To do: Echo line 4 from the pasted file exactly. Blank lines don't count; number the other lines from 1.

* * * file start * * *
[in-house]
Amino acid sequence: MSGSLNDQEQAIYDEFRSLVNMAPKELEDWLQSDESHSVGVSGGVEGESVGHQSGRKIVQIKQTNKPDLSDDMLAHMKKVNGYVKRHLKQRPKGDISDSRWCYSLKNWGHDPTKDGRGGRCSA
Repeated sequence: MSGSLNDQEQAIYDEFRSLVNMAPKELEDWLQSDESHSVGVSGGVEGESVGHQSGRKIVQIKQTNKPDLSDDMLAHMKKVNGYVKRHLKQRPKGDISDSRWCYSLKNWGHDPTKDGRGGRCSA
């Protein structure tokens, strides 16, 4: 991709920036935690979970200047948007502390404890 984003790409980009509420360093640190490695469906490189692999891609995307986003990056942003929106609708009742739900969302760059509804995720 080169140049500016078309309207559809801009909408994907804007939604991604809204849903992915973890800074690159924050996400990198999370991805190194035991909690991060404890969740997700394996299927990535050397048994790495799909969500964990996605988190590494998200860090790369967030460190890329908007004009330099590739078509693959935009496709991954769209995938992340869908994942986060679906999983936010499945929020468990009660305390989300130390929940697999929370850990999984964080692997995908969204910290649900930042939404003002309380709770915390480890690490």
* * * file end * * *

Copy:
């Protein structure tokens, strides 16, 4: 991709920036935690979970200047948007502390404890 984003790409980009509420360093640190490695469906490189692999891609995307986003990056942003929106609708009742739900969302760059509804995720 080169140049500016078309309207559809801009909408994907804007939604991604809204849903992915973890800074690159924050996400990198999370991805190194035991909690991060404890969740997700394996299927990535050397048994790495799909969500964990996605988190590494998200860090790369967030460190890329908007004009330099590739078509693959935009496709991954769209995938992340869908994942986060679906999983936010499945929020468990009660305390989300130390929940697999929370850990999984964080692997995908969204910290649900930042939404003002309380709770915390480890690490």